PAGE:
Amazon.com Inc. (NASDAQ:AMZN) inches down in pre trading session on Thursday after CEO Andy Jassy stated that his firm is slowing down the rate at which it is appointing new employees following the pandemic boom may have led to overexpansion.
To keep up with consumer demand, Amazon has gone on a significant hiring binge in recent years, with the majority of that expansion occurring in the company’s fulfillment networks. Mr. Jassy stated at a conference that the corporation will most likely reduce its employment pace.
Amazon.com Inc. (AMZN) said on Thursday that it had deleted goods that disable automobile seatbelt alarms from its Indian marketplace listings, a day after the country’s transport minister said he had ordered the business to take action against such gadgets. Following a government request, Amazon has stopped selling devices that can disable seatbelt alarms in India.
On Thursday, the Transport Ministry informed CNN Business that it had written a warning to Amazon (AMZN) asking it to remove listings of replacement seatbelt clips that may be used to prevent auto alarms from going off when someone isn’t belted in.
In India, the items are not banned. But many use them “to dodge wearing seatbelts,” Transport Minister Nitin Gadkari said in an interview with Reuters. The move was first reported by the news agency. “The goods in issue are no longer available,” Amazon said in a statement to CNN Business on Thursday.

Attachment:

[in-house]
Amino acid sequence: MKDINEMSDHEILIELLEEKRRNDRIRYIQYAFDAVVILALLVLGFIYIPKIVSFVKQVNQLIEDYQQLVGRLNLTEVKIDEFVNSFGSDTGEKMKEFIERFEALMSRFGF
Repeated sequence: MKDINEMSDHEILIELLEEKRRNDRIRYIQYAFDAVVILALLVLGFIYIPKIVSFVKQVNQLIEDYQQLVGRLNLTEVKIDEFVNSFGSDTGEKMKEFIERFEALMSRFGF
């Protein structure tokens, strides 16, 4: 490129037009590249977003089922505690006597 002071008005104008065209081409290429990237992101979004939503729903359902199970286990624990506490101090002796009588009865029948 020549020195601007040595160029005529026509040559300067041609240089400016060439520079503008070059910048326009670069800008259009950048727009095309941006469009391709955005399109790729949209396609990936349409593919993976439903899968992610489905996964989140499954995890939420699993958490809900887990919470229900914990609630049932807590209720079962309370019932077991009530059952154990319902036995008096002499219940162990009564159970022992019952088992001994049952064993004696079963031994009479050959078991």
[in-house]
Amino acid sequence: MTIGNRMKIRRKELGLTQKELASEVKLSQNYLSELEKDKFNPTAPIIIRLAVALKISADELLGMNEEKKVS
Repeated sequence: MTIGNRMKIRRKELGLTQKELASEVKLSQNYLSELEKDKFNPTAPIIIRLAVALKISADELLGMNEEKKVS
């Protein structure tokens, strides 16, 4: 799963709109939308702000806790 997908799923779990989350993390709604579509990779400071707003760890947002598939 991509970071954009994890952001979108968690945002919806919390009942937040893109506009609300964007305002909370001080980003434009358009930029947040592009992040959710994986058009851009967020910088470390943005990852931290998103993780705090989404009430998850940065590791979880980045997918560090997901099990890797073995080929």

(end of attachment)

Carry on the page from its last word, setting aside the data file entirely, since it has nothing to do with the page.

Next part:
According to Amazon, its marketplace in India solely offers items through third-party merchants, not directly from Amazon.
“We take stern action against sellers in case they are discovered to be selling any goods in noncompliance with applicable regulations, including listing of dangerous or non-compliant items, since consumer safety is a top priority,” it stated.
On the other hand, according to Politico, the Federal Trade Commission is looking into Amazon’s agreement to acquire two companies that would allow the tech giant to amass even more personal information.
The FTC is looking into Amazon’s recent acquisitions of One Medical, a subscription-based health care firm, and iRobot, the company behind artificial intelligence-controlled vacuum cleaners like the Roomba. The examination is understood to be centered on Amazon’s portfolio of data-gathering “smart” gadgets and whether the acquisitions violate anti-trust rules.
Bernie Grady is a technology and business journalist who writes about trending topics in the world of technology, entertainment, and business. She has a keen eye for spotting new trends and loves to share her insights with her readers. Bernie has been writing professionally for over 10 years and has experience covering a wide range of topics. When she’s not writing, she enjoys spending time with her family and friends.